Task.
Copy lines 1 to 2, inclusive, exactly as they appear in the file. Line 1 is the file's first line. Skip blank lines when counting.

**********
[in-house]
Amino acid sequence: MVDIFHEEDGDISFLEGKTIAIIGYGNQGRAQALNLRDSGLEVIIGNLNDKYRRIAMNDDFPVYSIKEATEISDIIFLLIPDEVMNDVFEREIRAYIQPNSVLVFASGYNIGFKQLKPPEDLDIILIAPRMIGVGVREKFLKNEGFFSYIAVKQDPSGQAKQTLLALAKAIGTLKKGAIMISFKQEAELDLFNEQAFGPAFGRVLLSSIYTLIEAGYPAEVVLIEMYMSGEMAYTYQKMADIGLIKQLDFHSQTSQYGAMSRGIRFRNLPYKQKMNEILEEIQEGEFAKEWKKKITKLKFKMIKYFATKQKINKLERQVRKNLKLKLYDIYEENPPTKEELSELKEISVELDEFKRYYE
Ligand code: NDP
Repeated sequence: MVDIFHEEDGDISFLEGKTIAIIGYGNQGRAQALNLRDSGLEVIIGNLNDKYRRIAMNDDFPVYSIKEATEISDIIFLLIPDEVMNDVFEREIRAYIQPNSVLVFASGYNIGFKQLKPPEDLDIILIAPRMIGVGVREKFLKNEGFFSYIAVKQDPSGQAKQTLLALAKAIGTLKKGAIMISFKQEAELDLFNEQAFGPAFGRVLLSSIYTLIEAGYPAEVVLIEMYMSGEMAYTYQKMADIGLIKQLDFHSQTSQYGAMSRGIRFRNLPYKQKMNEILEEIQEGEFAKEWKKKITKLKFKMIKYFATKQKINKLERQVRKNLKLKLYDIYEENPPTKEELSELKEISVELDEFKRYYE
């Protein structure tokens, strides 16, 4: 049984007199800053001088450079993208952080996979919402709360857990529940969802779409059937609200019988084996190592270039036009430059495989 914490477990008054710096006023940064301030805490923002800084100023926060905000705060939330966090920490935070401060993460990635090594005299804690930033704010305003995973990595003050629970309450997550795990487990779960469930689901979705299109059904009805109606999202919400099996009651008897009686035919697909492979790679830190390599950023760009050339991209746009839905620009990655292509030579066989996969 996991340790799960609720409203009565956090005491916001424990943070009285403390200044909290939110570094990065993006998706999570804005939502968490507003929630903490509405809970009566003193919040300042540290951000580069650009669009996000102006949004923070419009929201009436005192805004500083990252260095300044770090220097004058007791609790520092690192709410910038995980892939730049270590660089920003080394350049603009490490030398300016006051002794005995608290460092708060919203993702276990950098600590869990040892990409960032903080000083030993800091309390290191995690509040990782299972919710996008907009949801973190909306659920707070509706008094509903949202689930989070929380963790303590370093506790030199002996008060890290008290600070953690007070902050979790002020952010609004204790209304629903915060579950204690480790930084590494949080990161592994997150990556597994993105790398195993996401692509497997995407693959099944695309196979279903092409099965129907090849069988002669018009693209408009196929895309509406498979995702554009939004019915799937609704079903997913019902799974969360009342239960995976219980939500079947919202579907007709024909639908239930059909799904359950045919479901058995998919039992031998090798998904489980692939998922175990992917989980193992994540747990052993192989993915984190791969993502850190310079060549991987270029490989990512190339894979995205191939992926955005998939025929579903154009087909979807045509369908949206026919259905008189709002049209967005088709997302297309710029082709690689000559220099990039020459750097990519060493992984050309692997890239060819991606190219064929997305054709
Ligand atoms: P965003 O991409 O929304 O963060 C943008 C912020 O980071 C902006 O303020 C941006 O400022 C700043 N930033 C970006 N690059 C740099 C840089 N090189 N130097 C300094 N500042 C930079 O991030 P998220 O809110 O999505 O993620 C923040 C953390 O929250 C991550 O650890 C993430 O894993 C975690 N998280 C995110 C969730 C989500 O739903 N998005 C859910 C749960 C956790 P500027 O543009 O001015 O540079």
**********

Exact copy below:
[in-house]
Amino acid sequence: MVDIFHEEDGDISFLEGKTIAIIGYGNQGRAQALNLRDSGLEVIIGNLNDKYRRIAMNDDFPVYSIKEATEISDIIFLLIPDEVMNDVFEREIRAYIQPNSVLVFASGYNIGFKQLKPPEDLDIILIAPRMIGVGVREKFLKNEGFFSYIAVKQDPSGQAKQTLLALAKAIGTLKKGAIMISFKQEAELDLFNEQAFGPAFGRVLLSSIYTLIEAGYPAEVVLIEMYMSGEMAYTYQKMADIGLIKQLDFHSQTSQYGAMSRGIRFRNLPYKQKMNEILEEIQEGEFAKEWKKKITKLKFKMIKYFATKQKINKLERQVRKNLKLKLYDIYEENPPTKEELSELKEISVELDEFKRYYE